Eagle County, named after the Eagle River, hosts 52,727 residents and encompasses several breathtaking towns, of which Vail is the most popular and Edwards has the highest population. Aside from the renowned ski resorts, Eagle County has a rich history, housing 45 different historic sites, museums, and attractions encircled by four rivers: Eagle, Colorado, Roaring Fork, and Crystal River. The county has numerous areas to explore for all skills and levels, including outdoor activities and leisurely picturesque mountain views from any angle. Below are some popular towns offering their unique history and wonders to see.
If you are looking for ski and snowboard rental in Eagle and Summit counties, don’t hesitate to visit one of Charter Sports’ 14 locations in the area. Charter Sports has proudly provided affordable ski and snowboard rental equipment since 1988.
Avon is about 10 miles down the highway west of Vail and offers plenty of recreation, seasonal events, and outdoor activities. It also hosts Beaver Creek Resort, just 2 miles south, considered one of the most iconic ski resorts in Colorado.
You must get your outdoor fix in if you visit Avon during the summer. Some of our favorite outdoor summer activities include golf at Eagle Vail Golf Course, Vail Valley Anglers fly fishing at Gore Creek, rock climbing at Apex Mountain School, and river rafting and tubing on the Colorado River. Make sure to note their Art Around Avon, an art exhibit scattered throughout the town within walking locations. Lastly, Walking Mountains Science Center offers kids and adults opportunities to learn and discover unique mountain habitats.
You can’t visit Eagle County without skiing at the world-renowned Beaver Creek Resort, just two miles south of Avon. Home to an array of runs for all skier levels, there is something for the whole family at this luxury mountain resort. When the weather outside is not so delightful, Avon Recreation Center has an inside swimming pool and many fun activities for all ages. Vail Valley Escape Room is a fun choice for any time of the year, offering games, puzzles, and entertainment for the whole family.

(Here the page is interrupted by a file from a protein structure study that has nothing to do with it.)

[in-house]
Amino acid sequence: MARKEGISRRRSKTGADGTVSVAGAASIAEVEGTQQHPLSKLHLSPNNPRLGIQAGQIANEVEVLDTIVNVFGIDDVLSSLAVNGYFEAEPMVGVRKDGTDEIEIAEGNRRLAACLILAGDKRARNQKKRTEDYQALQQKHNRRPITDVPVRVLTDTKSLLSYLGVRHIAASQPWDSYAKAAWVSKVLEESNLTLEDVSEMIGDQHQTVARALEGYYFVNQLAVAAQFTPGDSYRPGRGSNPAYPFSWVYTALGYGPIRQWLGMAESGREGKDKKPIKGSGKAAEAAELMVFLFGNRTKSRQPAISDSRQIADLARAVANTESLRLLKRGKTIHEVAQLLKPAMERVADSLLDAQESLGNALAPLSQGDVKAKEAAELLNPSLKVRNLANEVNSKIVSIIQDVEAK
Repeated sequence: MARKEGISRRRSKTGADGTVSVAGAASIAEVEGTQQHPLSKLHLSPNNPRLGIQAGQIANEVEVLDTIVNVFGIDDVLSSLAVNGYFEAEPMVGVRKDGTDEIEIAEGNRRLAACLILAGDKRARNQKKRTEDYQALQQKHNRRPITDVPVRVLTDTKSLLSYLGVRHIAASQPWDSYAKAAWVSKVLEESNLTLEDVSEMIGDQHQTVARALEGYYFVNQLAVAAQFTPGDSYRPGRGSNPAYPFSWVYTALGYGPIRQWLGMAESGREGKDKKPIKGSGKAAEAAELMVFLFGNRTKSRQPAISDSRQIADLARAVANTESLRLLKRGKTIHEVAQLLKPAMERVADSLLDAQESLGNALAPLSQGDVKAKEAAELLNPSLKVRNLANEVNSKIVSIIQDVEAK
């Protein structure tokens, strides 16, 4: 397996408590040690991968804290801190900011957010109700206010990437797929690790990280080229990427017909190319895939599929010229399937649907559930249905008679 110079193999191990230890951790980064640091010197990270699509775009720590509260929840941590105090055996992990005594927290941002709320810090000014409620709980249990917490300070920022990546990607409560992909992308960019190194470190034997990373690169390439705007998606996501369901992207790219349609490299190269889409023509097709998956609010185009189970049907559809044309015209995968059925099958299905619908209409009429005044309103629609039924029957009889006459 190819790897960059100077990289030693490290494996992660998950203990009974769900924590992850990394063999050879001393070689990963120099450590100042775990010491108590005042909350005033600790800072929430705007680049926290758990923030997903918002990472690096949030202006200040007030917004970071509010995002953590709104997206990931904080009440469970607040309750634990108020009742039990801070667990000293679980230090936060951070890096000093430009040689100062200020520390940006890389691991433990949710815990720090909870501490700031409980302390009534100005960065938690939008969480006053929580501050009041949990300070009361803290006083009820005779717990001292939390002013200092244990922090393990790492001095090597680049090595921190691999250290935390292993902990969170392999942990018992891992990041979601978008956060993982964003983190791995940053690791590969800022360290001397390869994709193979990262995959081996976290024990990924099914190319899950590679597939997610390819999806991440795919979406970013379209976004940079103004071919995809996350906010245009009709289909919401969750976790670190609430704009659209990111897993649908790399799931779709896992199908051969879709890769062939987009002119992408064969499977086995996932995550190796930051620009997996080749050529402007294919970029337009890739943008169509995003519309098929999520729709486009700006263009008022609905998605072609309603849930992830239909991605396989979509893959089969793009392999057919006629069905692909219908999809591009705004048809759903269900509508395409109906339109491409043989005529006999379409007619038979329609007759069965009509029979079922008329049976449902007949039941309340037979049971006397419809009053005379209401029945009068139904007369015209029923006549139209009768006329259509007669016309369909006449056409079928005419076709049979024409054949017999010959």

Eagle county is named after the Eagle River, running directly through the town of Eagle. With a population of 7,511, this quaint mountain town is just 30 miles down the highway west of Vail. Here, you can explore various excellent single-track trails for hiking, biking, trail running, and horseback riding, but check for seasonal closuresbefore you head out.
A stroll along Eagle River is an excellent treat in any season, and you may find anglers and fishermen along the way. Rafting and kayaking at the river are undoubtedly popular among visitors and locals alike. Sylvan Lake State Park is a perfect escape to admire nature. If you want to go on an active adventure, the park is an excellent place for hiking, camping, mountain biking, and wildlife watching while marveling at the surrounding mountain nature. The lake is also home to various fish species.
Edwards hosts the largest community in the Vail Valley, with a population of 11,246 as of the last 2020 census. This quiet, family town might be the true hidden gem of Eagle County. Edwards is where people working in nearby Vail and Avon live because pricing is more affordable and less touristy. But where Edwards loses Boujee points, it makes up for authenticity. Nothing says mountain town more than sipping your favorite beverage underneath the sparkling mountain stars along the Edwards Riverwalk. Enjoy fine dining, shopping, and live entertainment year-round, especially on those warm summer nights.
Some of our favorite entertainment include grabbing a beer at Crazy Mountain Brewery, planning a picnic at Edwards Freedom Park, or taking the little ones horseback riding at Bearcat Stables. You can also lace up your hiking boots with endless trails in White River National Forest, a world-renowned outdoor destination covering 2.3 million acres.